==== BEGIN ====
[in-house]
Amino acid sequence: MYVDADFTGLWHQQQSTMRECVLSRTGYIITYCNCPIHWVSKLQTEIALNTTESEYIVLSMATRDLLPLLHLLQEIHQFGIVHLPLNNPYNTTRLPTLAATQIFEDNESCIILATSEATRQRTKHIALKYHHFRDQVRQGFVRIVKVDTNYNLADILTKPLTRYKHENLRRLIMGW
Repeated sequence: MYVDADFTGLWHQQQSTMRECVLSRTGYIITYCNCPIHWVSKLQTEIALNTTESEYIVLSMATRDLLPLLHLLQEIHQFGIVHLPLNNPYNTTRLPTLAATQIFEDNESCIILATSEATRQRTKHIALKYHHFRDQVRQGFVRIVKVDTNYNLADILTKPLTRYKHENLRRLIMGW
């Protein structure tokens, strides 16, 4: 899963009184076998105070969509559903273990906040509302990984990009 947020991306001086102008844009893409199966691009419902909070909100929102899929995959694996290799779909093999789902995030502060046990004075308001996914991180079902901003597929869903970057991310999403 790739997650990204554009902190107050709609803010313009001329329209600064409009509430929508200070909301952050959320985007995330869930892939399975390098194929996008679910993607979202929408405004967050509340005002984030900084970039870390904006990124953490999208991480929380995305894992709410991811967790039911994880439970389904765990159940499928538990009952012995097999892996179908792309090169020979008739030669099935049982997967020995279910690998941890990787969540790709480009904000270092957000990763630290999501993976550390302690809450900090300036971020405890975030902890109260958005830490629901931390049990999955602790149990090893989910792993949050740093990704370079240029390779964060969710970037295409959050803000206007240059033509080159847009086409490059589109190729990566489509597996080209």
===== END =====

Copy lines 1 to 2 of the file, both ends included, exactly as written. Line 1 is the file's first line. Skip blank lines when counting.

[in-house]
Amino acid sequence: MYVDADFTGLWHQQQSTMRECVLSRTGYIITYCNCPIHWVSKLQTEIALNTTESEYIVLSMATRDLLPLLHLLQEIHQFGIVHLPLNNPYNTTRLPTLAATQIFEDNESCIILATSEATRQRTKHIALKYHHFRDQVRQGFVRIVKVDTNYNLADILTKPLTRYKHENLRRLIMGW